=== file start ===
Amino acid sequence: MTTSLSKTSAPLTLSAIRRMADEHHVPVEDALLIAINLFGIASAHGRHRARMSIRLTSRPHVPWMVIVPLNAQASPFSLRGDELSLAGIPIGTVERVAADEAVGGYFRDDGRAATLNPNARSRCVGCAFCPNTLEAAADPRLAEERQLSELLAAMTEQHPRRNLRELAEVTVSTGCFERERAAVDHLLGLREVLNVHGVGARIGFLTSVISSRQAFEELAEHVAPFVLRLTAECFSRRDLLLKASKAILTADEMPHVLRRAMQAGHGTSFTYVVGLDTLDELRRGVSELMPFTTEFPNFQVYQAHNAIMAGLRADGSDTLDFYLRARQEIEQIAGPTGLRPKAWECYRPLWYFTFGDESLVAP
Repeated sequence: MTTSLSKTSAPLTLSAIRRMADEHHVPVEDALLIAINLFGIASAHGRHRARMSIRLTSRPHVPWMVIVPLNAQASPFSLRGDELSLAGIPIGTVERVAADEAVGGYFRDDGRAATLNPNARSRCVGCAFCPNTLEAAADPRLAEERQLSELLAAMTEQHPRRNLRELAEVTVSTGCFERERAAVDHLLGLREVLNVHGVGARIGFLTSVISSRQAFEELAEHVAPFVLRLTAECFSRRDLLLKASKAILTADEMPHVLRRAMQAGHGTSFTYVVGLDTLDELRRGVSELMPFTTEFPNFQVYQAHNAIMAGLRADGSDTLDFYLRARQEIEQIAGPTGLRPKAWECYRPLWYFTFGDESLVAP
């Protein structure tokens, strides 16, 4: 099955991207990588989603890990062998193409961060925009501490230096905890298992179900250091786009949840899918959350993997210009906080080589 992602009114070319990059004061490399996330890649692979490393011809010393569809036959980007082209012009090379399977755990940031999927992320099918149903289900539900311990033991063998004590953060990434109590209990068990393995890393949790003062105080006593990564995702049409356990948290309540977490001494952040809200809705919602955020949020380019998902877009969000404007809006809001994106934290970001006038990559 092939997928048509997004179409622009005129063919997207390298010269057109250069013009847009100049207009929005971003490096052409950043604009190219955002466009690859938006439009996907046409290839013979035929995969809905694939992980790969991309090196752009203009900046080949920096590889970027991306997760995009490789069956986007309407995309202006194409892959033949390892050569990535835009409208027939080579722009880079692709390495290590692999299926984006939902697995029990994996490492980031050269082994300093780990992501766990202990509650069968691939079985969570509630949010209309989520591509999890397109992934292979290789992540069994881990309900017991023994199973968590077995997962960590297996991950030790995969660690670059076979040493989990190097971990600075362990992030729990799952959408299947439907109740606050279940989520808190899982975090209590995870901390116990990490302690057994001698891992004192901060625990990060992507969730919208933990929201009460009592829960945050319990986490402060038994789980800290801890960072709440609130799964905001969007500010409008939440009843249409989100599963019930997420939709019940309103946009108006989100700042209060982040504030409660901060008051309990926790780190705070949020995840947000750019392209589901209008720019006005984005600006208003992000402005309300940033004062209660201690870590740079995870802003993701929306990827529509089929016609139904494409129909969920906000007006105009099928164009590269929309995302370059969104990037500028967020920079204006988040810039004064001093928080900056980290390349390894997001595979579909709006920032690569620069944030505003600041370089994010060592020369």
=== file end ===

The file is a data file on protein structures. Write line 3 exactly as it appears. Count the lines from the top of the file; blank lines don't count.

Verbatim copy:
């Protein structure tokens, strides 16, 4: 099955991207990588989603890990062998193409961060925009501490230096905890298992179900250091786009949840899918959350993997210009906080080589 992602009114070319990059004061490399996330890649692979490393011809010393569809036959980007082209012009090379399977755990940031999927992320099918149903289900539900311990033991063998004590953060990434109590209990068990393995890393949790003062105080006593990564995702049409356990948290309540977490001494952040809200809705919602955020949020380019998902877009969000404007809006809001994106934290970001006038990559 092939997928048509997004179409622009005129063919997207390298010269057109250069013009847009100049207009929005971003490096052409950043604009190219955002466009690859938006439009996907046409290839013979035929995969809905694939992980790969991309090196752009203009900046080949920096590889970027991306997760995009490789069956986007309407995309202006194409892959033949390892050569990535835009409208027939080579722009880079692709390495290590692999299926984006939902697995029990994996490492980031050269082994300093780990992501766990202990509650069968691939079985969570509630949010209309989520591509999890397109992934292979290789992540069994881990309900017991023994199973968590077995997962960590297996991950030790995969660690670059076979040493989990190097971990600075362990992030729990799952959408299947439907109740606050279940989520808190899982975090209590995870901390116990990490302690057994001698891992004192901060625990990060992507969730919208933990929201009460009592829960945050319990986490402060038994789980800290801890960072709440609130799964905001969007500010409008939440009843249409989100599963019930997420939709019940309103946009108006989100700042209060982040504030409660901060008051309990926790780190705070949020995840947000750019392209589901209008720019006005984005600006208003992000402005309300940033004062209660201690870590740079995870802003993701929306990827529509089929016609139904494409129909969920906000007006105009099928164009590269929309995302370059969104990037500028967020920079204006988040810039004064001093928080900056980290390349390894997001595979579909709006920032690569620069944030505003600041370089994010060592020369």